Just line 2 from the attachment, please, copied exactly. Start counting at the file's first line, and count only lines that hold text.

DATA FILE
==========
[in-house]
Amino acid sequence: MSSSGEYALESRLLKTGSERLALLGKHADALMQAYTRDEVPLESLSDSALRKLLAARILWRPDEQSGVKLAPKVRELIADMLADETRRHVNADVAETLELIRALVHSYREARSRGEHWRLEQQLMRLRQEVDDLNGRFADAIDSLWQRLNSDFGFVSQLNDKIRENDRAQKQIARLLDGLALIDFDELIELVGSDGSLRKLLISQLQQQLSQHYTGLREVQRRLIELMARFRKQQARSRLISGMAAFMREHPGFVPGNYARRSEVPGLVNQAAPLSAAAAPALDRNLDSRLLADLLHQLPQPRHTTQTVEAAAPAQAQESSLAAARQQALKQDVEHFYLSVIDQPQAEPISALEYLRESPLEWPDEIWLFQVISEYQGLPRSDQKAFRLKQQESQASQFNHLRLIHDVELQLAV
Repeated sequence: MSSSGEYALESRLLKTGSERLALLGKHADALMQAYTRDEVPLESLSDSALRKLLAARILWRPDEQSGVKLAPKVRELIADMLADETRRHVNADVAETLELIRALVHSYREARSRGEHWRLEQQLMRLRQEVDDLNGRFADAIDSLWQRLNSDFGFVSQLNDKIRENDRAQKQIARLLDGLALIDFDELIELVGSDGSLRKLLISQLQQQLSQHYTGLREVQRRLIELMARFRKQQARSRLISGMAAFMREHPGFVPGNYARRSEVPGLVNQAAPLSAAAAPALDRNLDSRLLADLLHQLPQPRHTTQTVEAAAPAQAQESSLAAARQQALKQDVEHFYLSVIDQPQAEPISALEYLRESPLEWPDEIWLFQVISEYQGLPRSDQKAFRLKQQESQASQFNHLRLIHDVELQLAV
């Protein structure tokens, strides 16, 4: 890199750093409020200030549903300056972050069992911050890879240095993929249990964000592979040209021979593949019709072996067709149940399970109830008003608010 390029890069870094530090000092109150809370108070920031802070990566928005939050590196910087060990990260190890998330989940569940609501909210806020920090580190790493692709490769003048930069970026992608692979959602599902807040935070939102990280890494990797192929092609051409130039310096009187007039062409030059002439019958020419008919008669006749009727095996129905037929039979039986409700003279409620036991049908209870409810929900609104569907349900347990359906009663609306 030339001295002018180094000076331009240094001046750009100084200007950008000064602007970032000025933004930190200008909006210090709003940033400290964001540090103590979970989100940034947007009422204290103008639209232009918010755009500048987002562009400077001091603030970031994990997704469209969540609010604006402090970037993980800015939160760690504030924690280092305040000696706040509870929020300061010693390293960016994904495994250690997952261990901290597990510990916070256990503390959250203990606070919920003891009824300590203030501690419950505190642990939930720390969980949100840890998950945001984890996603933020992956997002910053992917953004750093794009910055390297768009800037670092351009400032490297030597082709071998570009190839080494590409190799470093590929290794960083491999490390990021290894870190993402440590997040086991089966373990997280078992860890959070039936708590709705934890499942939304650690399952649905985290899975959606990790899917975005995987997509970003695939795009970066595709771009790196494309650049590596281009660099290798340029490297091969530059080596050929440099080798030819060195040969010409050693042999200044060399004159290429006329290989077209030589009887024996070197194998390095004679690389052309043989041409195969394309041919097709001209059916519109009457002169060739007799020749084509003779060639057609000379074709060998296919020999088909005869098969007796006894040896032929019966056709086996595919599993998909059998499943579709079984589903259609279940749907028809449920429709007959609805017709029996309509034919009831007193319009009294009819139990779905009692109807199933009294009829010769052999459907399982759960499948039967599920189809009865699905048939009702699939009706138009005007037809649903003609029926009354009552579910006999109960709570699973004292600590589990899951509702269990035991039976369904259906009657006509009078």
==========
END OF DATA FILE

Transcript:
Amino acid sequence: MSSSGEYALESRLLKTGSERLALLGKHADALMQAYTRDEVPLESLSDSALRKLLAARILWRPDEQSGVKLAPKVRELIADMLADETRRHVNADVAETLELIRALVHSYREARSRGEHWRLEQQLMRLRQEVDDLNGRFADAIDSLWQRLNSDFGFVSQLNDKIRENDRAQKQIARLLDGLALIDFDELIELVGSDGSLRKLLISQLQQQLSQHYTGLREVQRRLIELMARFRKQQARSRLISGMAAFMREHPGFVPGNYARRSEVPGLVNQAAPLSAAAAPALDRNLDSRLLADLLHQLPQPRHTTQTVEAAAPAQAQESSLAAARQQALKQDVEHFYLSVIDQPQAEPISALEYLRESPLEWPDEIWLFQVISEYQGLPRSDQKAFRLKQQESQASQFNHLRLIHDVELQLAV